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Reports of President Obama’s Political Demise Greatly Exaggerated

The opinions expressed by columnists are their own and do not necessarily represent the views of

Barring impeachment (and those of us old enough to remember Watergate should dread the prospect) or an unforeseen tragedy, Barack Obama will be president for more than three years longer.

A restatement of the obvious, perhaps, but the media are full of stories about the collapse of the Obama presidency. From Obamacare to immigration reform, the President’s agenda is viewed as moribund.

It is as though some commentators think that Mr. Obama will simply slink away into political irrelevancy, becoming little more than a charming presence at various functions but with little practical authority over public policy.

Nonsense. In June 1993, Time cover-storied a floundering new president named Bill Clinton as “the incredible shrinking President.” Mr. Clinton, of course, went on to a resounding reelection win and, despite the Lewinsky scandal, enjoys a good measure of national affection to this day. His record as president, for good and ill, was formidable.

That’s because any president has remarkable authority. He heads 15 Cabinet and six Cabinet-level departments and, as openings allow, appoints the leadership of such agencies as the CIA, the NSA, the DIA, the Federal Reserve, the FBI, NASA, and the Securities and Exchange Commission.

Presidents nominate all federal judges, from the Supreme Court on down. Yes, they need Senate confirmation, but given the recent change in Senate voting rules made by Majority Leader Harry Reid (D-NV), those nominations now have an almost unimpeded likelihood of approval.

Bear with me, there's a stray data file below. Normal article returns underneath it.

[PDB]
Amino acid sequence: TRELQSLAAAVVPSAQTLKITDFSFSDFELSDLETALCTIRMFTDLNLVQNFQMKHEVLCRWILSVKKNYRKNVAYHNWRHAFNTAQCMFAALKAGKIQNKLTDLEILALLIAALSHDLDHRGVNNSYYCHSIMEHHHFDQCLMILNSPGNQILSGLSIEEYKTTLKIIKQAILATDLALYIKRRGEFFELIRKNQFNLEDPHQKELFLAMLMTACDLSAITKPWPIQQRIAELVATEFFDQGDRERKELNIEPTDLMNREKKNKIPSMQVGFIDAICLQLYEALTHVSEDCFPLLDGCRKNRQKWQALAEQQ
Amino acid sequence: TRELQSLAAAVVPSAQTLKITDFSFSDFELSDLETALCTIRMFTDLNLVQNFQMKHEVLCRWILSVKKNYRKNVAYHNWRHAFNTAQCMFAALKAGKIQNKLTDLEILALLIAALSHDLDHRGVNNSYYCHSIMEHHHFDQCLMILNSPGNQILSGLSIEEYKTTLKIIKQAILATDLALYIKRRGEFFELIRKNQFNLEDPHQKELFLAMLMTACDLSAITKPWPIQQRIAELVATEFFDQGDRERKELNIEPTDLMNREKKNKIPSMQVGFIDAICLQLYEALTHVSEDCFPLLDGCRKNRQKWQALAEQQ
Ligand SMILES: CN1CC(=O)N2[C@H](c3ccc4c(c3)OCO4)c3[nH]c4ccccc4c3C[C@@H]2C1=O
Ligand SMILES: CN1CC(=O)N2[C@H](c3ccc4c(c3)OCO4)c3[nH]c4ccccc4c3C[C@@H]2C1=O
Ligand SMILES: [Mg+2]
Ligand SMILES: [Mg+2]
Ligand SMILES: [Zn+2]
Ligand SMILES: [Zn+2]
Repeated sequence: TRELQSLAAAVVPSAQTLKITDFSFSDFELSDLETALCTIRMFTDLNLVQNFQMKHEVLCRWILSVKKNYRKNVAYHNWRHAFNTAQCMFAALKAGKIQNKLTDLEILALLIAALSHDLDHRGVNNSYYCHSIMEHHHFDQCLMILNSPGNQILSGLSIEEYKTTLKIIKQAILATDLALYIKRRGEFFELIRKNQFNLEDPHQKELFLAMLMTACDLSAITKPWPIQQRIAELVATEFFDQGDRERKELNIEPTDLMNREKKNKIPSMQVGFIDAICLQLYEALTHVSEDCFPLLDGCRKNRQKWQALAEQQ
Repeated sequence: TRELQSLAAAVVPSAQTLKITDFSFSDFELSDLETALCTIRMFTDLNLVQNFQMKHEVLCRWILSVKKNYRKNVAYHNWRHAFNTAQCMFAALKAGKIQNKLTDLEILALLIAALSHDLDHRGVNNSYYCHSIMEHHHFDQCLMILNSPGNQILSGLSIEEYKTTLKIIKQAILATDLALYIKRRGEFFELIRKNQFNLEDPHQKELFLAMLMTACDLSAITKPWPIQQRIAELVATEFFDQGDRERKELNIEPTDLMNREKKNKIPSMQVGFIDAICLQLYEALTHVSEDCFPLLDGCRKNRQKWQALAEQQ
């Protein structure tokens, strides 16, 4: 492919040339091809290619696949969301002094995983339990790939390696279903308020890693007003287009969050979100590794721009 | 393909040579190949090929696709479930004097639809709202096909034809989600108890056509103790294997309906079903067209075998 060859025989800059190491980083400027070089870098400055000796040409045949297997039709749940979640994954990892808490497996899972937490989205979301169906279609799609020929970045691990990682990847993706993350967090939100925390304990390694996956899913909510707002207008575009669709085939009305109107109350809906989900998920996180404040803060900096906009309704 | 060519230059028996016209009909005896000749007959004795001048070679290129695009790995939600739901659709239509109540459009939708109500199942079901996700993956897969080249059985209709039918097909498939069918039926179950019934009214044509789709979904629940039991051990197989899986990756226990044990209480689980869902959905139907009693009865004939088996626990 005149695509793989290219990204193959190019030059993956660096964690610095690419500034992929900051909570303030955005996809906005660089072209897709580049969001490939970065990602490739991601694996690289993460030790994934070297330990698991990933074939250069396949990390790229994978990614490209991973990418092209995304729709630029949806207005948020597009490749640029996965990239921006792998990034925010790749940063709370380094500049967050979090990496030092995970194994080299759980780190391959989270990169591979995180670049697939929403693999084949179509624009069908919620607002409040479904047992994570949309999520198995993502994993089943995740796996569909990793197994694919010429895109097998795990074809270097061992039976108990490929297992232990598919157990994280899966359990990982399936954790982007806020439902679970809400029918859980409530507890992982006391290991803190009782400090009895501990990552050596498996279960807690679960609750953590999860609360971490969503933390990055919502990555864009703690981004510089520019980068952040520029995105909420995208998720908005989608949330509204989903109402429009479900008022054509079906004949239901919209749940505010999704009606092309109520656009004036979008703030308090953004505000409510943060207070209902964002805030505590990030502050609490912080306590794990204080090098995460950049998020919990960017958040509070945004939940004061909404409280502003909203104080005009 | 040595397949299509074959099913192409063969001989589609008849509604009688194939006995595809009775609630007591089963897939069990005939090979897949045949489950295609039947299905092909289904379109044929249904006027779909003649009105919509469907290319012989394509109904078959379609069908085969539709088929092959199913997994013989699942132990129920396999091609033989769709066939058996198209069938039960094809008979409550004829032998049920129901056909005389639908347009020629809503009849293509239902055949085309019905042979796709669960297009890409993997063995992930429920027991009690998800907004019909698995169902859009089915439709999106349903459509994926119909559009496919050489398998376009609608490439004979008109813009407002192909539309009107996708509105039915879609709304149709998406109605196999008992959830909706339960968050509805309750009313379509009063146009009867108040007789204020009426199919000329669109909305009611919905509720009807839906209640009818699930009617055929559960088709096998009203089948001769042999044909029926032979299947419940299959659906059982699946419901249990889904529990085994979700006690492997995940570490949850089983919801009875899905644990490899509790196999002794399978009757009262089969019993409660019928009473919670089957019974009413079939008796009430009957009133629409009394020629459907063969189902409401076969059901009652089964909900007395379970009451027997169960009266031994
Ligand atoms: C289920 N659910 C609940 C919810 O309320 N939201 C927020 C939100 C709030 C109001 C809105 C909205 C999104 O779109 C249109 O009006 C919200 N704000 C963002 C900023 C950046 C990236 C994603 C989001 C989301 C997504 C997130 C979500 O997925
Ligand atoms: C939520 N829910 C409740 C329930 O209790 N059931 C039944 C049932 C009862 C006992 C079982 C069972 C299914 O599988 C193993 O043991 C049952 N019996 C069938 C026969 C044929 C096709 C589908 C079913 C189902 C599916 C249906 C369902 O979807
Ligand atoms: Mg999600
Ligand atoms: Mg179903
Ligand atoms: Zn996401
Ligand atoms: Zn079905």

Any president remains Commander-in-Chief of the largest and most powerful military in world history. In the case of a national emergency, he has great latitude to do whatever he thinks wisest for the security of the nation.

We also have to remember that personnel is policy: Men and women who make and implement public policy, whether through the regulatory system or their behind-the-scenes work at their posts, have a tremendous impact on the life of the nation. In the words of presidential scholar James P. Pfiffner,

Since Roosevelt’s Presidency, the Executive Office of the President has gained about 2,000 people, and the number of political appointees has increased to more than 7,000. Setting aside White House staffers and about 3,000 part time Presidential appointments, each new President fills about 3,000 positions with his or her partisans.

As Abraham Lincoln said of the presidency, it is an office “clothed with immense power.”

Undeniably, Mr. Obama is politically wounded from his deception regarding Obamacare and other substantial missteps. So, what’s the fallout?

A loss of credibility. The ancient Greeks argued that the character and perception, or “ethos,” of any public figure were essential to establishing his trustworthiness and the seriousness with which he is taken. For example, Professor John Edlund of Cal Poly-Pomona writes: